Audi’s Q2 was one of the first premium compact SUVs on the market. It sits below the Q3, Q5 and the gigantic, seven seat Q7 in Audi’s ever growing range. Although it’s about the same size as the Nissan Juke or Volkswagen T-Roc, its price is comparable with the much larger Nissan X-Trail or Volkswagen Tiguan. Even a basic Q2 will set you back more than £21,000 and top whack is £38,000. Then there’s the options list which is extensive to say the least. My 2.0 automatic diesel Quattro S Line model had a base price of £30,745 but tipped the scales at just over £40,000 once a plethora of additions were totted up. Size isn’t everything, however. In recent years there’s been a trend of buyers wanting a car that’s of premium quality but compact enough to zip around town. It may be a step down in size but the Q2 doesn’t feel any less classy than the rest of Audi’s SUV range. The interior looks great and is user friendly in a way that more mainstream manufacturers have never been able to match. The simple rotary dial and shortcut buttons easily trounce touchscreen systems, making it a cinch to skim through the screen’s menus. https://www.youtube.com/watch?v=4eQ5p5Z7-Ek&list=PLUEXizskBf1nbeiD_LqfXXsKooLOsItB0 There’s a surprising amount of internal space too. I took three large adults from Dundee to Stirling and no one complained about feeling cramped. As long as you don’t have a tall passenger behind a tall driver you can easily fit four adults. At 405 litres the boot’s big too – that’s 50 litres more than a Nissan Juke can muster. Buyers can pick from 1.0 and 1.4 litre petrol engines or 1.6 and 2.0 litre TDIs. Most Q2s are front wheel drive but Audi’s Quattro system is standard on the 2.0 diesel, as is a seven-speed S Tronic gear box. On the road there’s a clear difference between this and SUVs by manufacturers like Nissan, Seat and Ford. Ride quality, while firm, is tremendously smooth. Refinement is excellent too, with road and tyre noise kept out of the cabin. It sits lower than the Q3 or Q5 and this improves handling, lending the Q2 an almost go-kart feel. On a trip out to Auchterhouse, with plenty of snow still on the ground, I was appreciative of the four-wheel drive as well. The Q2 is expensive – though there are some good finance deals out there – but you get what you pay for. Few cars this small feel as good as the Q2 does. Price: £30,745 0-62mph: 8.1 seconds Top speed: 131mph Economy: 58.9mpg CO2 emissions: 125g/km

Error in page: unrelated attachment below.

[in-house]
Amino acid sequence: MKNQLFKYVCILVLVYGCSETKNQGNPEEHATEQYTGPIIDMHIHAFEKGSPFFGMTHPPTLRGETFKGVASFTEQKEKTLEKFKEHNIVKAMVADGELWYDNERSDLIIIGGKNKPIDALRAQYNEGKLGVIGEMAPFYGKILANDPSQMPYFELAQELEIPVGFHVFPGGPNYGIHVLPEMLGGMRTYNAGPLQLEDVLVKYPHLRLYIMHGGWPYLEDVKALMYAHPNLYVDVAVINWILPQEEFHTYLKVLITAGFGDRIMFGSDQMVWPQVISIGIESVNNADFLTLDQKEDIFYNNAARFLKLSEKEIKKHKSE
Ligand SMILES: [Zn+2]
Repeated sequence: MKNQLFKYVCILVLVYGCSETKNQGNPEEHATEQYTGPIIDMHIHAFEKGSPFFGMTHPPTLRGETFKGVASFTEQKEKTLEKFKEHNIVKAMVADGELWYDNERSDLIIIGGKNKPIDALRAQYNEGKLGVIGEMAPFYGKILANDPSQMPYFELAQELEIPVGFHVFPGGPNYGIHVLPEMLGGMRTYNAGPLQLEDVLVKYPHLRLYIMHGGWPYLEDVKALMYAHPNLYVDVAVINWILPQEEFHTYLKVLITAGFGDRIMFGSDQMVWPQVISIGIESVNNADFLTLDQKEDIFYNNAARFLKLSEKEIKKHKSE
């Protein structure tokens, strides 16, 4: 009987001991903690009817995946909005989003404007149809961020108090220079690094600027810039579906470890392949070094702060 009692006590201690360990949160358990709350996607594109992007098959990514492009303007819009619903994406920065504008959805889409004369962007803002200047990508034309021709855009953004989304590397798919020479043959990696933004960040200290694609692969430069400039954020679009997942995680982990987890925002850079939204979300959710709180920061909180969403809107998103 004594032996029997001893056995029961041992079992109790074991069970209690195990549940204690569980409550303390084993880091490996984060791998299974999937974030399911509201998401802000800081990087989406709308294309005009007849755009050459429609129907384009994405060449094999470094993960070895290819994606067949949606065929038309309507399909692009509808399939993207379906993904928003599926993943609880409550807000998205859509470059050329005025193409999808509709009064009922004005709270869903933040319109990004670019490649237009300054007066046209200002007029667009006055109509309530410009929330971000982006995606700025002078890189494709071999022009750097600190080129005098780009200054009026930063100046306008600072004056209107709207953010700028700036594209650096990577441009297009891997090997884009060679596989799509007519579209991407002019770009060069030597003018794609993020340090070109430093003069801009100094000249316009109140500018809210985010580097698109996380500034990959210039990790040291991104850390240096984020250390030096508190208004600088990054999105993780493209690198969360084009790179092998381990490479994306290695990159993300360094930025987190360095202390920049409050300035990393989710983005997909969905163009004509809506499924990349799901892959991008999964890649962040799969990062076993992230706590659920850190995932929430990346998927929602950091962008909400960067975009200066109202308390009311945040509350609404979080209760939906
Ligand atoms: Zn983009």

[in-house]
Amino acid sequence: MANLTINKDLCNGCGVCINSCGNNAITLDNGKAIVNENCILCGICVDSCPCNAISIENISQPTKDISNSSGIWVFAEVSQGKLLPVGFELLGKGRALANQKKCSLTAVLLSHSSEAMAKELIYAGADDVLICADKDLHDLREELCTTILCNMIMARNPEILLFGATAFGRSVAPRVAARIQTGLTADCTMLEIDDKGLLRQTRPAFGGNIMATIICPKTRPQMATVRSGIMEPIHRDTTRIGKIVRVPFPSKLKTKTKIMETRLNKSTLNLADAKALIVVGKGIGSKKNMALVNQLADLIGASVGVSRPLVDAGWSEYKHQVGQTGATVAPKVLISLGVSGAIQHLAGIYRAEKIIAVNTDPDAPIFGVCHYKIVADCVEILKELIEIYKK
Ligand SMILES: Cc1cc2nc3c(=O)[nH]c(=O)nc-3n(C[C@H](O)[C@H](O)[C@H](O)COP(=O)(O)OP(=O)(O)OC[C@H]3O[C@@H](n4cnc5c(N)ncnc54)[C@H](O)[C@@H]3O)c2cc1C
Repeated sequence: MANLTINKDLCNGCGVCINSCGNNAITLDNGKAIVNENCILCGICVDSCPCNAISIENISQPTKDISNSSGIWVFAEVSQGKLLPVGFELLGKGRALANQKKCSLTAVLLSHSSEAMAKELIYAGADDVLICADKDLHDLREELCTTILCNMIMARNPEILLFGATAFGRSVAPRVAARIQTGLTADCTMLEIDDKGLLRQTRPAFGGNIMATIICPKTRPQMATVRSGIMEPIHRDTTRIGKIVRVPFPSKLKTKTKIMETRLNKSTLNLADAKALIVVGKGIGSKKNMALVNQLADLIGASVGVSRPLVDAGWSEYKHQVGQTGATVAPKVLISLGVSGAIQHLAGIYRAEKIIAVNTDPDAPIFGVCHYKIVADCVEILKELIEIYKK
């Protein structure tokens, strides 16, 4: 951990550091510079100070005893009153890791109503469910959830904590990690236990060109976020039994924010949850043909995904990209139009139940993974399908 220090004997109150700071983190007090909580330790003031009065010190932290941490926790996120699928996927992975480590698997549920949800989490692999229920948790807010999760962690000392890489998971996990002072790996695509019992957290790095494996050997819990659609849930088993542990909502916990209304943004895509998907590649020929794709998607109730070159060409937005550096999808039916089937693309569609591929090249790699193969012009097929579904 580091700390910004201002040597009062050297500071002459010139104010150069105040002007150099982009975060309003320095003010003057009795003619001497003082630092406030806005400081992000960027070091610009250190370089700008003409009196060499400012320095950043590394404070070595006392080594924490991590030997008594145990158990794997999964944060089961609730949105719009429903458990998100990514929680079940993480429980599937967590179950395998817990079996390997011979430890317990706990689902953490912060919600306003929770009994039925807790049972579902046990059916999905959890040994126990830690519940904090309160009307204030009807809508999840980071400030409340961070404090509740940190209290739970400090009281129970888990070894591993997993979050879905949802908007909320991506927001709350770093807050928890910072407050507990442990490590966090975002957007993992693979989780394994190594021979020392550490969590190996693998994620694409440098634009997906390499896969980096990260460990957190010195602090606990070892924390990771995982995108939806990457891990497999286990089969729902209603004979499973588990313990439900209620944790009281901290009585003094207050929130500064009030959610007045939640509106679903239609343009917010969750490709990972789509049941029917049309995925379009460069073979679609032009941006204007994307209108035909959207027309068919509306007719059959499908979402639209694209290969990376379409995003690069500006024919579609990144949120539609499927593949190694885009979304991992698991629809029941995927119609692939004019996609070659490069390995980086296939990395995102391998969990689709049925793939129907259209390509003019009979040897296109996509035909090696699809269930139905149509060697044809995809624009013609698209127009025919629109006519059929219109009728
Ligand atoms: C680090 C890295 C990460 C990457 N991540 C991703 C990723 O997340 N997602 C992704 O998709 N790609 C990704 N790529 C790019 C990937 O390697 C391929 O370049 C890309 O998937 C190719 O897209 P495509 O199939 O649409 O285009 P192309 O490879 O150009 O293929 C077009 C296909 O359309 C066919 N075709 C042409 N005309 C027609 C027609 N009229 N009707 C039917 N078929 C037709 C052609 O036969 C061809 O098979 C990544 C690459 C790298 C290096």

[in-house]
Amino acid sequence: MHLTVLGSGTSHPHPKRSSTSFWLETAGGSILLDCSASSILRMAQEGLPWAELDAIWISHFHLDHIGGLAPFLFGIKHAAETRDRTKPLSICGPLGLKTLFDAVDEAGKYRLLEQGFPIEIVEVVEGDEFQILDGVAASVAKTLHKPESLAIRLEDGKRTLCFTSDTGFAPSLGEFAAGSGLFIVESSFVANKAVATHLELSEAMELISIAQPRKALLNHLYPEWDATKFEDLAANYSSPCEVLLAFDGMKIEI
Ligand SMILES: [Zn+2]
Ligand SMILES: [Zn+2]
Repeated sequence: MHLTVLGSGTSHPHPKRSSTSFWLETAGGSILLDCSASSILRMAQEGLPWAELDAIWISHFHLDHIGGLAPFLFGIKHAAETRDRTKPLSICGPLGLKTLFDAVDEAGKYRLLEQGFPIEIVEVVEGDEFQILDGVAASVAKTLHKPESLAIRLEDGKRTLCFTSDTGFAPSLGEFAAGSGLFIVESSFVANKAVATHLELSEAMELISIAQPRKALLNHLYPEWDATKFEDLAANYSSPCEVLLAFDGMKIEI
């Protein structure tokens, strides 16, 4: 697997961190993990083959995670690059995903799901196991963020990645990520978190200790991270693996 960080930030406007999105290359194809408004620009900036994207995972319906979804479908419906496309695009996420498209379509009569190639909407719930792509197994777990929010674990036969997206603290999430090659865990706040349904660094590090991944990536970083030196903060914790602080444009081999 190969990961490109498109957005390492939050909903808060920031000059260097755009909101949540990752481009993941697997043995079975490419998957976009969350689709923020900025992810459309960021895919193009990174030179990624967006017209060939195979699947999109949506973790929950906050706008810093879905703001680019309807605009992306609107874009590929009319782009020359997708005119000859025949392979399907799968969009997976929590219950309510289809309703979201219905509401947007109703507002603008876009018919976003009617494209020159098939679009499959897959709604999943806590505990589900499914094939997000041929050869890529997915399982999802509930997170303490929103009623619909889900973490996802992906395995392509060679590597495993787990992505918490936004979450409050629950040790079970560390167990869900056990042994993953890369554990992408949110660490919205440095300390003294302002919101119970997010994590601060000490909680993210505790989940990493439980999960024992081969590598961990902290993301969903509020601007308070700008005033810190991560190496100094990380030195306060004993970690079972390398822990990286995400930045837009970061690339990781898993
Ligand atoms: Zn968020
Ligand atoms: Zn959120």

Standing out from the crowd on Tinder can be tough, but with the help of Microsoft PowerPoint a British student has managed just that – and gone viral in the process.Sam Dixey, a 21-year-old studying at Leeds University, made a six-part slideshow entitled “Why you should swipe right” – using pictures and bullet points to shrewdly persuade potential dates to match with him on the dating app. The slideshow includes discussion of his social life and likes, such as “petting doggos” and “laser tag”, and “other notable qualities and skills” – such as being “not the worst at sex” and “generous when drunk”.It even has reviews mocked up from sources such as “Donald Trump”, “Leonardo Di Capri Sun” and “The Times Guide to Pancakes 2011”.Sam told the Press Association the six-slide presentation only took about 20 minutes to make and “started off as a joke”.However, since being posted to Twitter by fellow Tinder user Gracie Barrow, Sam’s slideshow has been shared tens of thousands of times across social media.So, it’s got the seal of approval form Gracie, but how has the slideshow fared on Tinder? “I’d have to say it has been pretty successful,” Sam said. “Definitely a clear correlation of matches and dates beforehand to afterwards.“Most of the responses tend to revolve around people saying ‘I couldn’t help swipe right 10/10’ but I’ve had some people go the extra mile and message me on Facebook.“Plus some people have recognised me outside, in the library and on dates.”A resounding success.